Pratt allowed to shut branch Lawsuit had delayed closing of library on St. Paul Street

September 17, 1997|By Jamie Stiehm | Jamie Stiehm,SUN STAFF

Enoch Pratt Free Library may proceed with the controversial closing of the century-old branch on St. Paul Street in Charles Village, a Baltimore circuit judge ruled last night.

Pratt officials said last night they would announce the effective closing date of the branch today.

With the decision, Judge Joseph H. H. Kaplan rejected an appeal of the Friends of the St. Paul Street Branch and declared that library management has a right to decide the closing of a branch without public participation. But the judge also ruled that the library board must comply with the state open meeting law, counter to its claims in court.

At the end of eight hours of charged testimony yesterday, Kaplan ordered library officials to preserve some kind of link to the gingerbread-style redbrick library branch at 2521 St. Paul St.

"The library is directed to work with the community to find an alternative use for this facility which involves an Enoch Pratt presence," he said.

A groundswell of community protest, followed quickly by a lawsuit, greeted the Pratt's Aug. 5 announcement that it would close the branch Aug. 30. A Circuit Court judge enjoined the Pratt from closing the branch until the case was resolved.

Library officials explained that closing two branches in Charles Village and Morrell Park was a cost-cutting measure caused by a budget shortfall of nearly $1 million.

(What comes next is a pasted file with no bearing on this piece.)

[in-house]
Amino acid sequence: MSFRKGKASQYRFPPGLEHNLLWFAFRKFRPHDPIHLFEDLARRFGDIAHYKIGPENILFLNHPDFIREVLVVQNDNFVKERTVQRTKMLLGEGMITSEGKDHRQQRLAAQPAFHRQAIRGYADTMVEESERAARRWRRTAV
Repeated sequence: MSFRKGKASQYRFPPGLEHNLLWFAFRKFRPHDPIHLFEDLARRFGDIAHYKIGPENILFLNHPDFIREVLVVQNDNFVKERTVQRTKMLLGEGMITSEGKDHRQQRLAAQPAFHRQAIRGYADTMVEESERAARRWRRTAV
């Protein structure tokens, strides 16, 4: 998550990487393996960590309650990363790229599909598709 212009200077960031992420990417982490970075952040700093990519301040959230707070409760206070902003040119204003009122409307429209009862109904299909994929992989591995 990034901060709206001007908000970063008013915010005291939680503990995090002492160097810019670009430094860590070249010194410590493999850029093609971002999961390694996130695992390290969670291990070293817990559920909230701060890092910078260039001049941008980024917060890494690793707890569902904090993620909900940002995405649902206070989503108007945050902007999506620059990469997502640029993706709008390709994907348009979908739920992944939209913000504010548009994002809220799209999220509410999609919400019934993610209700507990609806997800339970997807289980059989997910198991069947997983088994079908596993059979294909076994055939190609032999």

At the heart of the legal challenge, said Sharon Guida, the plaintiffs' lawyer, was the public's "right to know."

"This library board is making decisions that affect the public" in private, she said. "Decisions were made in a way that were not in compliance with the Open Meetings Act."

At stake from the library's point of view, said board chair Virginia Adams, was "the right of Pratt management to manage the facilities of the entire system within the bounds of available funds in the best interests of all."

Adams and the Pratt's deputy director, James C. Welbourne, testified yesterday. Library Director Carla D. Hayden was present, but did not testify.

After the decision was handed down, Adams said, "That's fine. We're very pleased."

Hayden said: "We had differing opinions on the decision-making process. It's not a happy day, but the people of the city can feel confident about the library management team."

On the other side, disappointed plaintiffs found a partial victory in the judgment. "We have something to take with us," said Guida, referring to Kaplan's finding that the Pratt board must comply with the open meetings law.

The judge pointed out that all the library buildings are owned by the city and that more than 90 percent of the library's $20 million operating budget comes from public funds. But while he ruled that the board must meet in public, he also found that the decision to close the library branches was made by Hayden and Welbourne in July and August.

"It was strictly a staff senior management decision, which is not subject to the open meetings law," said Kaplan.

Welbourne suggested that the St. Paul Street building might be put to good use as a learning center, an idea that has been discussed by the community and local elected officials.

He said on the stand that the branch was 21st in circulation of the Pratt's 28 branches, and 10 blocks from a larger, newer branch in Waverly.

Testifying on behalf of the Charles Village community group were library activists Judith Hart-McLean, Jane Shipley and David Yaffe, who all said they had not been kept informed of library intentions despite repeated inquiries over nine months.

Shipley also said she attended the board meeting when the cost-cutting measures were considered, but did not hear branch closings being discussed.

Pub Date: 9/17/97

Baltimore Sun Articles
Please note the green-lined linked article text has been applied commercially without any involvement from our newsroom editors, reporters or any other editorial staff.